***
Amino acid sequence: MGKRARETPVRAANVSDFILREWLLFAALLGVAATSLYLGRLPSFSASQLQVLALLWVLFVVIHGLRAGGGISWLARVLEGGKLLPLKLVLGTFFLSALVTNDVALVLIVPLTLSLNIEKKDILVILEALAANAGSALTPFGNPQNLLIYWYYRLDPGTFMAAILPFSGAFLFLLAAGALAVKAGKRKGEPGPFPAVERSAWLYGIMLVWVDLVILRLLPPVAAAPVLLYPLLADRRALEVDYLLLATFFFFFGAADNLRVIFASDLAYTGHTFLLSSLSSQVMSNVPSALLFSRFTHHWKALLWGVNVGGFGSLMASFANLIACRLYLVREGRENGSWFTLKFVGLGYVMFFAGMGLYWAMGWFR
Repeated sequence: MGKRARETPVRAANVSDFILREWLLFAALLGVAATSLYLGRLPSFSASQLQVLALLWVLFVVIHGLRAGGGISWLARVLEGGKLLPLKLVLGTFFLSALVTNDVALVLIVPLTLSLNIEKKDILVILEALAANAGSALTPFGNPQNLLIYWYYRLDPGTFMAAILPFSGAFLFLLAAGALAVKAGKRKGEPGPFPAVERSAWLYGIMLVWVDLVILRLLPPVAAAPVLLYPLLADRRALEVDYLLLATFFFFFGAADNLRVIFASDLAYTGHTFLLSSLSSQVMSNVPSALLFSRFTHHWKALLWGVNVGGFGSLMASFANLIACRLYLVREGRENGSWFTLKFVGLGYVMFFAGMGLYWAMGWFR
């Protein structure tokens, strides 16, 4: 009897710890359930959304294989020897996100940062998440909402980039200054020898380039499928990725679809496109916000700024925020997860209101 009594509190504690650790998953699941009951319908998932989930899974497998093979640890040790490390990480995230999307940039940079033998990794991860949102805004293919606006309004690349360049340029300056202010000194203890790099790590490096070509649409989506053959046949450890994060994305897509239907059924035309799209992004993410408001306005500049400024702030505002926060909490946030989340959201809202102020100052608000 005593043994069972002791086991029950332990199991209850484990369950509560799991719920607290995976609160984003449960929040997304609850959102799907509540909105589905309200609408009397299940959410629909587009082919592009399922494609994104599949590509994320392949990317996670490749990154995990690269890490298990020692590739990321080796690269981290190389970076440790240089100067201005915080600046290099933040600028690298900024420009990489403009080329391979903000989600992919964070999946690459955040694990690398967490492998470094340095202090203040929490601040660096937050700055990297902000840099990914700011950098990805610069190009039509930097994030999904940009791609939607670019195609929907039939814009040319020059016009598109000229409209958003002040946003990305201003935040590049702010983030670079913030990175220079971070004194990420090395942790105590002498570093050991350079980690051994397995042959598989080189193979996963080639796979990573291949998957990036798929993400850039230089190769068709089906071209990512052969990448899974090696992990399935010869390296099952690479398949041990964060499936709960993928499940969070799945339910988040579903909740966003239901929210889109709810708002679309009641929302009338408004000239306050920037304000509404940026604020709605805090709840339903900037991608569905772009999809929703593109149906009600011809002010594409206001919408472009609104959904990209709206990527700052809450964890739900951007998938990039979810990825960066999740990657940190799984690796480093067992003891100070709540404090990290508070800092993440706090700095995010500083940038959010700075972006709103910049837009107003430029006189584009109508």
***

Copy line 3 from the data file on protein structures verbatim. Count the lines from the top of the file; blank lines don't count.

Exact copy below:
């Protein structure tokens, strides 16, 4: 009897710890359930959304294989020897996100940062998440909402980039200054020898380039499928990725679809496109916000700024925020997860209101 009594509190504690650790998953699941009951319908998932989930899974497998093979640890040790490390990480995230999307940039940079033998990794991860949102805004293919606006309004690349360049340029300056202010000194203890790099790590490096070509649409989506053959046949450890994060994305897509239907059924035309799209992004993410408001306005500049400024702030505002926060909490946030989340959201809202102020100052608000 005593043994069972002791086991029950332990199991209850484990369950509560799991719920607290995976609160984003449960929040997304609850959102799907509540909105589905309200609408009397299940959410629909587009082919592009399922494609994104599949590509994320392949990317996670490749990154995990690269890490298990020692590739990321080796690269981290190389970076440790240089100067201005915080600046290099933040600028690298900024420009990489403009080329391979903000989600992919964070999946690459955040694990690398967490492998470094340095202090203040929490601040660096937050700055990297902000840099990914700011950098990805610069190009039509930097994030999904940009791609939607670019195609929907039939814009040319020059016009598109000229409209958003002040946003990305201003935040590049702010983030670079913030990175220079971070004194990420090395942790105590002498570093050991350079980690051994397995042959598989080189193979996963080639796979990573291949998957990036798929993400850039230089190769068709089906071209990512052969990448899974090696992990399935010869390296099952690479398949041990964060499936709960993928499940969070799945339910988040579903909740966003239901929210889109709810708002679309009641929302009338408004000239306050920037304000509404940026604020709605805090709840339903900037991608569905772009999809929703593109149906009600011809002010594409206001919408472009609104959904990209709206990527700052809450964890739900951007998938990039979810990825960066999740990657940190799984690796480093067992003891100070709540404090990290508070800092993440706090700095995010500083940038959010700075972006709103910049837009107003430029006189584009109508």